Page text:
My breasts could not afford such luxury, and I was forced to nurse more often to compensate for my slacker pump.

Our trip was blessed with excellent weather, but inevitably there came a rainy day.  We decided to go to a famous shopping center. This mall is huge and well known for both its Art Deco interior and kosher McDonald’s.

At lunchtime we went to the food court and Aiven decided he wanted to eat too. With no bottled milk left, I tried nursing him in a booth. He could not get comfortable, nor could I, and his hungry wails pierced the cacophony of the food court.

Of course my husband was nowhere to be found (he was on a mission to seek and devour a vegan meal) so I left the stroller with his aunt and tried to explain in broken Spanish that I was leaving to find a place to nurse. (Alex tells me that what I actually said was “I’m looking milk.”) I made a mad dash to find a quiet comfy corner in this cavernous mall to feed my ravenous son.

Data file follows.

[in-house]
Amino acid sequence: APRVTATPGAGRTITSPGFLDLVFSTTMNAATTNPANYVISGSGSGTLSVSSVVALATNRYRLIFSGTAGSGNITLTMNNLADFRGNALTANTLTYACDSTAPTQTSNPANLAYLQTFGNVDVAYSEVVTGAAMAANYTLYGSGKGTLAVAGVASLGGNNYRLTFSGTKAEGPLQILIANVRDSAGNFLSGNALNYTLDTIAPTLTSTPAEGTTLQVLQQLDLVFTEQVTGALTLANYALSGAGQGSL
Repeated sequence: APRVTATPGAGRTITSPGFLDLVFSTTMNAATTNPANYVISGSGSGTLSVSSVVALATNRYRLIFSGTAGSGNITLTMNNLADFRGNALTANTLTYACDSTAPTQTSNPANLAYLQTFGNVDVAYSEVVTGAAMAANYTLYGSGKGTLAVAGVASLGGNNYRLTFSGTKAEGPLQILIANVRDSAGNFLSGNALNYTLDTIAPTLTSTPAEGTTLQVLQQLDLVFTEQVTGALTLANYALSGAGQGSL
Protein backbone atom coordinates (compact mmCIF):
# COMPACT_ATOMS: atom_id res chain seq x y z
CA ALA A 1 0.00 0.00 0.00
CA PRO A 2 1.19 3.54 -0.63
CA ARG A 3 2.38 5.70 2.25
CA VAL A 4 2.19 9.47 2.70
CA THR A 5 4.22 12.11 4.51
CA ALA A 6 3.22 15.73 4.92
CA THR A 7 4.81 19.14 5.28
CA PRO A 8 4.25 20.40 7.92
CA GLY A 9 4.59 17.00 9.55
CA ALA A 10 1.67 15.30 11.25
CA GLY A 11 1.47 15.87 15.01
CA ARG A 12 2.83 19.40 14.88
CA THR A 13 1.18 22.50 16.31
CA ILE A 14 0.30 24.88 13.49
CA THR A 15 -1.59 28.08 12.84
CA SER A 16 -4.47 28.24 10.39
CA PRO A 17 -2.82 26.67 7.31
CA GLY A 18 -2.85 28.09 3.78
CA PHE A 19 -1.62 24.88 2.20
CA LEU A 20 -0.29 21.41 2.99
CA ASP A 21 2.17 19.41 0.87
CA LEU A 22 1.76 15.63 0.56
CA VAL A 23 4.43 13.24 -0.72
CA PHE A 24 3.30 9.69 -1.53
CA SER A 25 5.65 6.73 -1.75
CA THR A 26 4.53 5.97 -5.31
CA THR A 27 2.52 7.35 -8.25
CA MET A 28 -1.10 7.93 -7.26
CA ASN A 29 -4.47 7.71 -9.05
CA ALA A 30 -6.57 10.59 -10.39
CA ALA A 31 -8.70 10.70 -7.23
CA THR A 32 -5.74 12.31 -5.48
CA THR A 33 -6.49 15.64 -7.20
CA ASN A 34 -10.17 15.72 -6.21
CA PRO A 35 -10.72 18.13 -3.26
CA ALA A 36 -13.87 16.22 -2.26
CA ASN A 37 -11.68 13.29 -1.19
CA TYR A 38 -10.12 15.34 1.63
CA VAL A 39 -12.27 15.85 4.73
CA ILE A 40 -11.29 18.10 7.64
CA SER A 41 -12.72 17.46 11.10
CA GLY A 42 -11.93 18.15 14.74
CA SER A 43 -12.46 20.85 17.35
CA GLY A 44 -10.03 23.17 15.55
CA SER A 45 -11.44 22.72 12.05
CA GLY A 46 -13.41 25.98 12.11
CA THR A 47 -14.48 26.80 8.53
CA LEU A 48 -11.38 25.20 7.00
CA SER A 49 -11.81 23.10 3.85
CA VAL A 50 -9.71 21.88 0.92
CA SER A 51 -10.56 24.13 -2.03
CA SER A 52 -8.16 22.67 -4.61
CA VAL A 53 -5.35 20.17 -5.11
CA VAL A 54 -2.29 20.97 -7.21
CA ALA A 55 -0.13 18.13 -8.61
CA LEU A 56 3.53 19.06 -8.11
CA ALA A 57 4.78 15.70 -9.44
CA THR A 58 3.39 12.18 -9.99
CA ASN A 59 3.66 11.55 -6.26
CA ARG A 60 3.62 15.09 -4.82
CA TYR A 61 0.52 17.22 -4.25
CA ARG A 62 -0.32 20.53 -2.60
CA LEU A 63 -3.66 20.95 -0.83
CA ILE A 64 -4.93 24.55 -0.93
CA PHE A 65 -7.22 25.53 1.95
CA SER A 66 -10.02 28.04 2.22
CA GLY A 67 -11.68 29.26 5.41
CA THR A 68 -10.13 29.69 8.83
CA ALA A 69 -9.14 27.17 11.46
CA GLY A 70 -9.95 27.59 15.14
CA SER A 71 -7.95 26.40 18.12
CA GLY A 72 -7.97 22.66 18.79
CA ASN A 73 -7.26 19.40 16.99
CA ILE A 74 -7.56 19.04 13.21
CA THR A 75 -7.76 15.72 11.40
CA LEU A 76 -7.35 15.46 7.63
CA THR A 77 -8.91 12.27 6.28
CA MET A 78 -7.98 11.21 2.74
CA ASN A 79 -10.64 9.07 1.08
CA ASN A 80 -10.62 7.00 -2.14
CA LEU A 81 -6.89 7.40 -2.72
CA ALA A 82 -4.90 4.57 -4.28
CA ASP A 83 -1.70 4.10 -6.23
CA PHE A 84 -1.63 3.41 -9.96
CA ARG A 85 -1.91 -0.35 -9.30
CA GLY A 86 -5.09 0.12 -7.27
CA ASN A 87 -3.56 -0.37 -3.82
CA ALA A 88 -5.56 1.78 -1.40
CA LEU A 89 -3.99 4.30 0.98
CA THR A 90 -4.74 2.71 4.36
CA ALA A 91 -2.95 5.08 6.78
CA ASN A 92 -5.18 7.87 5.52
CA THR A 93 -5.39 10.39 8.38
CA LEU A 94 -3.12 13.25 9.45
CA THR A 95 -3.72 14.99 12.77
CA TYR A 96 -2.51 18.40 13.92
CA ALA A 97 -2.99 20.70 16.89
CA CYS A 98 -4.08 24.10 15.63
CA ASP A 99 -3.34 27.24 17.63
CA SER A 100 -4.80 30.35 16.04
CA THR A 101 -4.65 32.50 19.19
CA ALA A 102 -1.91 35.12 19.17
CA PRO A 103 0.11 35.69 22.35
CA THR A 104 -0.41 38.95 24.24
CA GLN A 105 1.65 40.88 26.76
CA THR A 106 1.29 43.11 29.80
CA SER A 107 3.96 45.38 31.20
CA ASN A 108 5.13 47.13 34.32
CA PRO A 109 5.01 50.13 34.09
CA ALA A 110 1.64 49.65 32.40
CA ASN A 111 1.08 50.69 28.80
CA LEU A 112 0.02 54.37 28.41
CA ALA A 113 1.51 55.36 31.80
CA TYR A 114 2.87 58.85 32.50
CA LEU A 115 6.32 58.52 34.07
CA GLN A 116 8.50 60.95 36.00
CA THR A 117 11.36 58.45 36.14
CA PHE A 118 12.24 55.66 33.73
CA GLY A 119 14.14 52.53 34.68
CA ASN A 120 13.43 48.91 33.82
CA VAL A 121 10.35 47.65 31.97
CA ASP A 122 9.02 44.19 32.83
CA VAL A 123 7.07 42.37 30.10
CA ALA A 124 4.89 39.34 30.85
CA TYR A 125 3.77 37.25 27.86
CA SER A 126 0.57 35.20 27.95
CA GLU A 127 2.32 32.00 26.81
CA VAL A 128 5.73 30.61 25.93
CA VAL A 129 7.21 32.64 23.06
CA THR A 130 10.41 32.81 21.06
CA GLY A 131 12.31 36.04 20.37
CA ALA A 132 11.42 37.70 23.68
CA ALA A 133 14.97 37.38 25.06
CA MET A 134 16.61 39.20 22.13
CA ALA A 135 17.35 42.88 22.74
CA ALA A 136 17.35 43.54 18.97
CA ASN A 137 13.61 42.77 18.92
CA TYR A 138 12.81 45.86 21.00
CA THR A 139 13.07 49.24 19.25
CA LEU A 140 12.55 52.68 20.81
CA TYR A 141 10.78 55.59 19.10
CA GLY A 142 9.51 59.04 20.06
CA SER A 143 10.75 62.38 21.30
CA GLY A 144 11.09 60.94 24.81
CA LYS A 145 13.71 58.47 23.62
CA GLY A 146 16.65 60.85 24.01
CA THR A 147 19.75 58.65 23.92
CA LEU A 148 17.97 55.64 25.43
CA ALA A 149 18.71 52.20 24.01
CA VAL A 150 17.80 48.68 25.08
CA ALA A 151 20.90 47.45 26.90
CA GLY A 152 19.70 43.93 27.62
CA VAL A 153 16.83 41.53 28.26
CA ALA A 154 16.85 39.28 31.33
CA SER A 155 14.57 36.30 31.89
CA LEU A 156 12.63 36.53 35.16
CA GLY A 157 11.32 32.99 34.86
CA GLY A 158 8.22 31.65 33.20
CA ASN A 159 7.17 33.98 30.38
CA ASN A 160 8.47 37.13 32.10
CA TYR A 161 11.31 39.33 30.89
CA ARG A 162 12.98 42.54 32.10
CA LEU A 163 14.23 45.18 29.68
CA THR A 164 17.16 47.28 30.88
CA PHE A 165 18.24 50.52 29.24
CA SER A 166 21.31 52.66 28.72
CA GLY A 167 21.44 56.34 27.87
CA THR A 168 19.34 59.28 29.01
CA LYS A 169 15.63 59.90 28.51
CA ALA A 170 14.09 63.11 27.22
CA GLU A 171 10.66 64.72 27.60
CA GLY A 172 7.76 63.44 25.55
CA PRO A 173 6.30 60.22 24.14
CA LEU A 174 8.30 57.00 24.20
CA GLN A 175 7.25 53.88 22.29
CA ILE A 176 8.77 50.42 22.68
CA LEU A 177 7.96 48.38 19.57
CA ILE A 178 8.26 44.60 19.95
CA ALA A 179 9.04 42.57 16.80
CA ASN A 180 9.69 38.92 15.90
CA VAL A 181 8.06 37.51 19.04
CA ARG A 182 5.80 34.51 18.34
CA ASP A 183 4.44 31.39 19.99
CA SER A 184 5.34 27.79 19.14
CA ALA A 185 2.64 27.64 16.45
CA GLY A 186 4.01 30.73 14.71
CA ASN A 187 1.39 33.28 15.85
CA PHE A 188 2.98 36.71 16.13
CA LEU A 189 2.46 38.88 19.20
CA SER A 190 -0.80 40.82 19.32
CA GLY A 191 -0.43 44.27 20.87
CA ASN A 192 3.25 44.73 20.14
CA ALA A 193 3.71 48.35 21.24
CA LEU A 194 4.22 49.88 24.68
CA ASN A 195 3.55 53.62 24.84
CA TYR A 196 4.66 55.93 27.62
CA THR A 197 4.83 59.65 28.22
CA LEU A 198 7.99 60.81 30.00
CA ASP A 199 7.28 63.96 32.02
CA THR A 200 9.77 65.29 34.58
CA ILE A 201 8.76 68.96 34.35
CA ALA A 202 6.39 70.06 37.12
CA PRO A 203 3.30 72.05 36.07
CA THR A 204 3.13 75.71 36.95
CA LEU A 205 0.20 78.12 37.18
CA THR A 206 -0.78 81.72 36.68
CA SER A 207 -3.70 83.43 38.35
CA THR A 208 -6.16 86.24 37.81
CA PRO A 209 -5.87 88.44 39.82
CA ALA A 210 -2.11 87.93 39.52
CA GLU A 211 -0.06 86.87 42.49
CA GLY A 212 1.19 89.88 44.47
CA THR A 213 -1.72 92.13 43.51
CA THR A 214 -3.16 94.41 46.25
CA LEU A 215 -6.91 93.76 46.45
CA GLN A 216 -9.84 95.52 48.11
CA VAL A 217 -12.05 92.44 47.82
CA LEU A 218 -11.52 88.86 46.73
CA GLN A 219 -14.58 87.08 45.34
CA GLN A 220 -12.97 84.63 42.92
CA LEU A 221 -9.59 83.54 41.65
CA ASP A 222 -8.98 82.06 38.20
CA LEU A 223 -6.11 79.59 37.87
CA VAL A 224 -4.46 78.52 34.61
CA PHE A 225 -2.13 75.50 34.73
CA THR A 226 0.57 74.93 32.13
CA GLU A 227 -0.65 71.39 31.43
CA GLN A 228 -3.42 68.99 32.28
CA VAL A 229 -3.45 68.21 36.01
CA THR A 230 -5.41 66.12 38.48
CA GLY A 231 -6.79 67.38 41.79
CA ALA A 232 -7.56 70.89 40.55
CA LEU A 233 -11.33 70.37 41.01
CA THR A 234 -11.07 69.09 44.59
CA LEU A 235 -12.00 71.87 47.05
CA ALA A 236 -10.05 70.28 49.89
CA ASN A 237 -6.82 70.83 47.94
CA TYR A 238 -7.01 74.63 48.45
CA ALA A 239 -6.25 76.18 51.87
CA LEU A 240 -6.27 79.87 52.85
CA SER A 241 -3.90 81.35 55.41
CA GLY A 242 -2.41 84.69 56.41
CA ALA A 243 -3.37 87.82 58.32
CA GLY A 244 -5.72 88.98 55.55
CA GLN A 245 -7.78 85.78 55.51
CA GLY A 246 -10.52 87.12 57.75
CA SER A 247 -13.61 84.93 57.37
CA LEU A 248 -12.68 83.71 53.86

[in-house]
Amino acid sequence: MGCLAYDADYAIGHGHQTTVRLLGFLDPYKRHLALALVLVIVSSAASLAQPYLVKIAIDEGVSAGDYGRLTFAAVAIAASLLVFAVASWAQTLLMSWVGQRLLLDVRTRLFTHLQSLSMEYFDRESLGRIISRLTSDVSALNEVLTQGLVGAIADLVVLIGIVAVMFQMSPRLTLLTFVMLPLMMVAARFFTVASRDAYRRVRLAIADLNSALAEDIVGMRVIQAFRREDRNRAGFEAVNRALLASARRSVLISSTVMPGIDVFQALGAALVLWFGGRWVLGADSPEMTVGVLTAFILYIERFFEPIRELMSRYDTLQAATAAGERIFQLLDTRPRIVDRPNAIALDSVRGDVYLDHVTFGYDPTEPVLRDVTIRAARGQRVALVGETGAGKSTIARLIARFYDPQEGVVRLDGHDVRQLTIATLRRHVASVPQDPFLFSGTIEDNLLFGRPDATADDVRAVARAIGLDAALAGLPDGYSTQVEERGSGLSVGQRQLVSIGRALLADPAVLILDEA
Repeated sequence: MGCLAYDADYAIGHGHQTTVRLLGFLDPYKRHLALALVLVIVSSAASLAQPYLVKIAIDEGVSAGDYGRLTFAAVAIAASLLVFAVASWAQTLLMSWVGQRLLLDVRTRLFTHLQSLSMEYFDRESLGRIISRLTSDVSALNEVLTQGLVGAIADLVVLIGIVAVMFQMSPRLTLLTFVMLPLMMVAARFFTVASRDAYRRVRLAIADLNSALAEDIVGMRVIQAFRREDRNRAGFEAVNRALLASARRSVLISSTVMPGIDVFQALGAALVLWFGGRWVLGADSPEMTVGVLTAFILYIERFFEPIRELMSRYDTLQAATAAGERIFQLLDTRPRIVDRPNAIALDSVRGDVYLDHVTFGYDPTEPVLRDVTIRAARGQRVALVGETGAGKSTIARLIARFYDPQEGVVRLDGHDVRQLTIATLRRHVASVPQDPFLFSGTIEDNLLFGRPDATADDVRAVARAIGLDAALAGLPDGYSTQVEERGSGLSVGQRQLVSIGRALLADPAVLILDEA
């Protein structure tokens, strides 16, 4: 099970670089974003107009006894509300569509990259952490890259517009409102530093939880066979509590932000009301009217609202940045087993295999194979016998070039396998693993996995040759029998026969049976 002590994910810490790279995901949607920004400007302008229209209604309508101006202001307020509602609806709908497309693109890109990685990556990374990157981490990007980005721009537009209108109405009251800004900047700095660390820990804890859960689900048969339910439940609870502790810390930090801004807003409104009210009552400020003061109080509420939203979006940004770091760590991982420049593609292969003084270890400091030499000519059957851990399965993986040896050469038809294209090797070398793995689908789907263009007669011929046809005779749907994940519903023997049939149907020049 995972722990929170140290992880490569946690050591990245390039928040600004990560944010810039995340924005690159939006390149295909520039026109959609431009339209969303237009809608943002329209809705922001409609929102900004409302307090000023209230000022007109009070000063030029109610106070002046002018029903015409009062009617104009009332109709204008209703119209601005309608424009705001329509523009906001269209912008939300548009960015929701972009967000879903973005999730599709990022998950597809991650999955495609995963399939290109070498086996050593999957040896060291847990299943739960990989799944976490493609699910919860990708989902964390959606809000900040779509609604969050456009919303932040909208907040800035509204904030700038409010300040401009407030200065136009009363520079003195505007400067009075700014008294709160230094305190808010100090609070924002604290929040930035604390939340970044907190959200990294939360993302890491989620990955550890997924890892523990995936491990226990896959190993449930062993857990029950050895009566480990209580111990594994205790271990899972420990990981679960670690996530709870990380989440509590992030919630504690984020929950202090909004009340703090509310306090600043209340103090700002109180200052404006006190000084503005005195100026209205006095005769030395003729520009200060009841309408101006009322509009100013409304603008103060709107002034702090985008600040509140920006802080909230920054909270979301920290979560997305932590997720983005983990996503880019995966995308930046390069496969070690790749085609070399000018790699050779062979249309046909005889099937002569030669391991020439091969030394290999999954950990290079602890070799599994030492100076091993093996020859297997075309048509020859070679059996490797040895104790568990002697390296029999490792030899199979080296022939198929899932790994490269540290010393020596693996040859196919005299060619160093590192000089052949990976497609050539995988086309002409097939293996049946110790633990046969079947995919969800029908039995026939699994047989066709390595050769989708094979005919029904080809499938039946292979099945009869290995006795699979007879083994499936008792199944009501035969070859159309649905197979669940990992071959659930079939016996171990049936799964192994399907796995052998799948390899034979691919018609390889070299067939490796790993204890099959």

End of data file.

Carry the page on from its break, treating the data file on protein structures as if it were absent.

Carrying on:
Well, I found a place alright, but I wouldn’t exactly call it comfy. I texted Alex and his aunt to come meet me and help me get up:

Yes, that would be me on the floor of the handicapped bathroom.

I had my hands on the floor, so Alex wouldn’t let me touch Aiven. When he was done nursing, Alex lifted him off of me. I washed my hands and arms as best as I could. I don’t think there was any soap or paper towels. YUCK! Alex wanted to dip me in a vat of bleach to disinfect me. Thankfully I remembered my hand sanitizer and gooped it all over me. I couldn’t wait to get back to the hotel and shower.

Although I’ve shamelessly nursed Aiven in a plethora of public places, I must say that this was hands down (pun intended) the most interesting and gross experience I ever had nursing my baby boy.